Considerations for Pregnant Patients
In addition to the above considerations, the physiological changes in pregnancy require another layer of awareness. Understanding and managing the risks to both mother and the unborn child are critical, even in the very early stages of the first trimester, for the prevention of harm.
Every year in the United States, about 80,000, or 1 in 50, pregnant women require non-obstetric surgery, with many surgeries taking place in an outpatient setting. According to the American Society of Anesthesiologists' statement on non-obstetric surgery in pregnancy, no currently used anesthetic agents have been linked to any teratogenic effects in humans when used at standard concentrations. However, there are other factors that must be considered to maximize patient safety.
Oxygen levels. The physiological changes of pregnancy affect more than just the reproductive system. Changes in the airways of pregnant women make adequate pre-oxygenation important, and the oxygen levels of pregnant patients require close monitoring throughout surgery.
A result of weight gain in pregnancy is that capillaries become engorged and can lead to upper airway edema and decreased internal tracheal diameter. In the third trimester particularly, a weight shift occurs that prevents the diaphragm from fully expanding, which can affect breathing. Because intubation failure rates for pregnant patients (1:280) are 8 times higher than those for non-pregnant patients (1:2,240), it is important for anesthesia to choose an appropriately sized endotracheal tube.1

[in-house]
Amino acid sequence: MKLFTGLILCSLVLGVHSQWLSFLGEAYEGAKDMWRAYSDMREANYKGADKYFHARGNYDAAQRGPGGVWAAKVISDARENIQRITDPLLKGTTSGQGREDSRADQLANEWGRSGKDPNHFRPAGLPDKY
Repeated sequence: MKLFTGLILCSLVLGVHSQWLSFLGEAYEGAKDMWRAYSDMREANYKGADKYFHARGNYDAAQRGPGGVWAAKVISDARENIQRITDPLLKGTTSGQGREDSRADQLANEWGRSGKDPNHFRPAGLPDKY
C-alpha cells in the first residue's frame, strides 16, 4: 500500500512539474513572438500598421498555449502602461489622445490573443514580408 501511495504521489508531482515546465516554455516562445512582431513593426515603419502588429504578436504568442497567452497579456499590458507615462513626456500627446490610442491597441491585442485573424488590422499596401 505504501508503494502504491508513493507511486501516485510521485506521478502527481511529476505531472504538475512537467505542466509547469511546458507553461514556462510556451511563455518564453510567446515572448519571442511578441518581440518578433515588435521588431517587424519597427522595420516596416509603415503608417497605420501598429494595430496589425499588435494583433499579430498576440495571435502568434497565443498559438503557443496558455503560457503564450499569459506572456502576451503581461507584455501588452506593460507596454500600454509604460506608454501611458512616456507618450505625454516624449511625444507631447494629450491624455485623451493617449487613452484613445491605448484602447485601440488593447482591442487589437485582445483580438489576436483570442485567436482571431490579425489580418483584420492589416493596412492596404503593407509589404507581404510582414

Pregnant patients also have decreased functional residual capacity, which increases the risk of oxygen desaturation. In an article in Outpatient Surgery, Paloma Toleda, MD, MPH, an anesthesiologist affiliated with Northwestern University, explains the changes: “Though they consume more oxygen, their PaO2 levels stay largely unchanged. However, due to an increase in alveolar ventilation, they have an uncompensated respiratory alkalosis, with PaCO2 values ranging between 28 and 32 mm Hg. This relative hypocapnea is important to maintain during surgery, especially laparoscopic procedures, because maternal hypercapnea can result in fetal acidosis.”
Most pregnant women won't know to ask about how their oxygen levels will be monitored during the procedure, but it's an important question.
Pain management. Many outpatient surgeries require some form of pain management after the procedure. With an estimated 600,000 to 2 million patient-controlled analgesia (PCA) errors each year, pregnant women requiring PCA for post-surgical pain should be closely monitored for early respiratory depression.
Good news for patients. Obstetricians tend to be very protective of their patients, and there is an expectation that anesthesiologists or anesthesia care providers be credentialed and competent in providing anesthesia to pregnant patients. The best advice for a pregnant woman who is facing a required outpatient surgery is to ask their OB which anesthesiologists they recommend.
Duncan PG ,Pope WD,Cohen MM, Greer N. Fetal risk of anesthesia and surgery during pregnancy. Anesthesiology. 1986;64:790-794.
Radfar F. Laparoscopic surgery in pregnancy: precautions and complications. Available at: http://www.laparoscopyhospital.com/laparoscopic_surgery_in_pregnancy_precautions_and_complications.html. Accessed January 21, 2015.
Stepp K, Falcone T. Laparoscopy in the second trimester of pregnancy. Obstet Gynecol Clin North Am. 2004;31:485-496.
Toledo P. Anesthesia alert: anesthesia for the pregnant patient. Outpatient Surgery. July 2013. Available at: http://www.outpatientsurgery.net/surgical-services/general-anesthesia/anesthesia-alert-anesthesia-for-the-pregnant-patient--07-13. Accessed January 21, 2015.